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Wood chip mulch -- does it promote insect "pest" breeding?  RSS feed

 
Casey Halone
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I had mentioned the concept of mulching with wood chips to a group of folks planing on this years community garden, and the point was brought up that wood chips would be a potental egg laying area and place for problem bugs to hide and plastic sheet mulch was a better alternative.

I do not like the idea of plastics in my garden anywhere aside from hoses.

Could you help me come up with the pros and cons of each as well as any experience you might have with either method?
 
Tyler Ludens
pollinator
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Location: Central Texas USA Latitude 30 Zone 8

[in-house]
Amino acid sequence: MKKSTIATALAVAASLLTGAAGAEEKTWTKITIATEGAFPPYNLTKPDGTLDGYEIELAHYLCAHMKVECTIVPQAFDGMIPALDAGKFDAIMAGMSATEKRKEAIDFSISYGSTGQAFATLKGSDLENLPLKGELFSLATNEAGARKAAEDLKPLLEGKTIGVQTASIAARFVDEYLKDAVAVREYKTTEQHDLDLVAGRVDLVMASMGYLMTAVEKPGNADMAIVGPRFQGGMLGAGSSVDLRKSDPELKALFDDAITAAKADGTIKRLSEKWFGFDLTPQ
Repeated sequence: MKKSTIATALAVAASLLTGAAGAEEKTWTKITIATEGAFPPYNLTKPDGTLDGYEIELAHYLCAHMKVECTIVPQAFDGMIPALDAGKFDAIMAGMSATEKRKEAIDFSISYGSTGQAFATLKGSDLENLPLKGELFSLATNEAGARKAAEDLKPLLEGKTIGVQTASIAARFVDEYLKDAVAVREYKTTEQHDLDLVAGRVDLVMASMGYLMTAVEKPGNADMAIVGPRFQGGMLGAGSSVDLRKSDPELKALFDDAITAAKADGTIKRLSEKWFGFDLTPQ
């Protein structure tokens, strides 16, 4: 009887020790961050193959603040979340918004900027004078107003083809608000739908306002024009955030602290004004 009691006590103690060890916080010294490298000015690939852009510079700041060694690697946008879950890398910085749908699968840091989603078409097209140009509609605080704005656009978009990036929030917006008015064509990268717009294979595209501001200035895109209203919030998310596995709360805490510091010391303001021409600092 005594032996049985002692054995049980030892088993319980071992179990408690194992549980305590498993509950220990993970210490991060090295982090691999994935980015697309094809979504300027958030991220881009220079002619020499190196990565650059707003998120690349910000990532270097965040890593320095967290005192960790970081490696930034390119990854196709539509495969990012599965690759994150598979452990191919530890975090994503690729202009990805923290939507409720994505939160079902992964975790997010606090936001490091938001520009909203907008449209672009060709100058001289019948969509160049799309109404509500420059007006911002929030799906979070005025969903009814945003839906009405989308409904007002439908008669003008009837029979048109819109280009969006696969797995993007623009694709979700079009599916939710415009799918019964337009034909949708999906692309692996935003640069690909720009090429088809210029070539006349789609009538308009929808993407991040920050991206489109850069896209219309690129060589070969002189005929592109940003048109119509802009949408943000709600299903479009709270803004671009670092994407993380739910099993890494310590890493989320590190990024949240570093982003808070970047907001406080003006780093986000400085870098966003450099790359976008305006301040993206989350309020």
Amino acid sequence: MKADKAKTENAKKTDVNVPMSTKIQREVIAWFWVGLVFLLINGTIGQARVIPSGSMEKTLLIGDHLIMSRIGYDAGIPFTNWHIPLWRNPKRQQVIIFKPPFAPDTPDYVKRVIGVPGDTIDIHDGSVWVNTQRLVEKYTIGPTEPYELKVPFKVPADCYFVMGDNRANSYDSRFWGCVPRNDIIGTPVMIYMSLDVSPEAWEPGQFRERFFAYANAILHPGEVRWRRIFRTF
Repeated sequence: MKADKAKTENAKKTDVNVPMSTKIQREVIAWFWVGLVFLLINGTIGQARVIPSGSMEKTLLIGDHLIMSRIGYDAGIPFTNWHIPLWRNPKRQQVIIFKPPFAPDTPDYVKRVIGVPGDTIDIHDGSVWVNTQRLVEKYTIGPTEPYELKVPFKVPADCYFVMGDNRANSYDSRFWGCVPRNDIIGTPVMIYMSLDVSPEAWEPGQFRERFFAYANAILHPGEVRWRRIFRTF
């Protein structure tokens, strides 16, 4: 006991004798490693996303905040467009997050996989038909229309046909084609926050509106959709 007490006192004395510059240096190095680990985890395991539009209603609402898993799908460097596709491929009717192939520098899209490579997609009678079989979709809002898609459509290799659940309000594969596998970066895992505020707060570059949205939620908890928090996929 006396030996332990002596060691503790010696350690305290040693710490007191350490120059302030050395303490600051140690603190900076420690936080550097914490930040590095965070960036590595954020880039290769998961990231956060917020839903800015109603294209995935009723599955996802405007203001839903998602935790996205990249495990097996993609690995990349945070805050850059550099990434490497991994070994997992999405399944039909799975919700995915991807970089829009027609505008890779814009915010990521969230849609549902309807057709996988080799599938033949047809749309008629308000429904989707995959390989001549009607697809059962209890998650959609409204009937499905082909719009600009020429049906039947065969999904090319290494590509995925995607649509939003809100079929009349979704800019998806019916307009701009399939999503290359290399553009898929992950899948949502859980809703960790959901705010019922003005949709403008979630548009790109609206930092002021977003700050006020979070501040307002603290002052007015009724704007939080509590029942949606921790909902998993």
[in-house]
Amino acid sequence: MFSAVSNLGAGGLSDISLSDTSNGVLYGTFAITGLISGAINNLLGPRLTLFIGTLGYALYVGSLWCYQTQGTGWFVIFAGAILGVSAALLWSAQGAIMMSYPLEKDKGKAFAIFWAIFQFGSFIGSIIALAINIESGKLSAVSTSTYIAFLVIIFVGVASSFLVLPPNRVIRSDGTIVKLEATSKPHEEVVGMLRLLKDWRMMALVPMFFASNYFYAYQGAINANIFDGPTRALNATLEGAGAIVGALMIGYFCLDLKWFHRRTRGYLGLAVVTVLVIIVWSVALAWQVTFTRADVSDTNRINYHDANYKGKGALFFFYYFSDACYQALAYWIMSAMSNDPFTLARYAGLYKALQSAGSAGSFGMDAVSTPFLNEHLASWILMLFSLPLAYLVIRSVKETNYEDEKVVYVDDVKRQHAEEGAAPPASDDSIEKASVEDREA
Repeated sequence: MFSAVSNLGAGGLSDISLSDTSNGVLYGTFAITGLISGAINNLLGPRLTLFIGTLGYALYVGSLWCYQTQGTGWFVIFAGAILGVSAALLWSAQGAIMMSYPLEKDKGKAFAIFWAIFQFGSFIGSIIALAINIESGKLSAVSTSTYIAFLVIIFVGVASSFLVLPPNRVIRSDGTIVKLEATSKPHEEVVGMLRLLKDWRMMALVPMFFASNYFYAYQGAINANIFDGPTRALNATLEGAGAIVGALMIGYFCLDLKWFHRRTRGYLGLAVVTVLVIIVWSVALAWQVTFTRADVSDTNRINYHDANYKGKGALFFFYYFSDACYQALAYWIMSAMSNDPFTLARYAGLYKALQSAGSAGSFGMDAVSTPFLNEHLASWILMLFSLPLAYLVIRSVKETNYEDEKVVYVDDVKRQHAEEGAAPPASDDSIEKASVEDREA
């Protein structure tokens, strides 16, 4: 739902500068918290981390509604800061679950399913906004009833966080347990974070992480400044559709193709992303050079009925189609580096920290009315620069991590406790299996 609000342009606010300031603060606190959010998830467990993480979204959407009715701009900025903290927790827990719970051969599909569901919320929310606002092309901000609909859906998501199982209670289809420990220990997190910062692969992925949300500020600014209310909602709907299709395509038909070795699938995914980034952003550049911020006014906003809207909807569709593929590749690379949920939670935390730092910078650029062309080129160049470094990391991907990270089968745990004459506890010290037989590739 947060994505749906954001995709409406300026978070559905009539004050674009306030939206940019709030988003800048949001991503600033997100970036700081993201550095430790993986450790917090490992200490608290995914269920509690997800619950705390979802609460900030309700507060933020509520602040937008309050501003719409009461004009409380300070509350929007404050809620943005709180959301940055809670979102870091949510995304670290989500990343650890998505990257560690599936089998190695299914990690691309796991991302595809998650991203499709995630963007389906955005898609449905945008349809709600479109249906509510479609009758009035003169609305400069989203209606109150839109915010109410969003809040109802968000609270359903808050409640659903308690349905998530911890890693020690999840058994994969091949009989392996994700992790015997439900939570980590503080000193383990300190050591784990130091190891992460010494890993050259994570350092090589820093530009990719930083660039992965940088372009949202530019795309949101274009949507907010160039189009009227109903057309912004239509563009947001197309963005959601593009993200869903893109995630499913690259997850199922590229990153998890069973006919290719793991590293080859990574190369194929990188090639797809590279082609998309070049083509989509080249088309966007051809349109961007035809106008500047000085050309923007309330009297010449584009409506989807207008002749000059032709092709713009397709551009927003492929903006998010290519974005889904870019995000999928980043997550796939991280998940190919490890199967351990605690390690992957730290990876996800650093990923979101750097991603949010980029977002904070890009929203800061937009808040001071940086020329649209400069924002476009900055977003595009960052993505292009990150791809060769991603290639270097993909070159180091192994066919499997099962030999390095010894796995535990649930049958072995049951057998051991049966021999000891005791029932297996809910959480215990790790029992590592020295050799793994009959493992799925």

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I don't personally believe in "pests" and have never had problems except when plants were stressed by poor growing conditions. Mulch helps moderate soil temperature and moisture, so should help prevent stress to plants. I have tons of critters in my garden, but no "pests."
 
Casey Halone
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Tyler Ludens wrote:I don't personally believe in "pests" and have never had problems except when plants were stressed by poor growing conditions. Mulch helps moderate soil temperature and moisture, so should help prevent stress to plants. I have tons of critters in my garden, but no "pests."


LOL, Let me rephrase that, "Do certain mulches encourage to many of certain little hungry friends to hang out?"
I agree, on not having pests... we are looking at the logistics of getting some chickens for the Community Garden, it is next to a hiway, with out a fence, and no one living on site.
 
Eric Thompson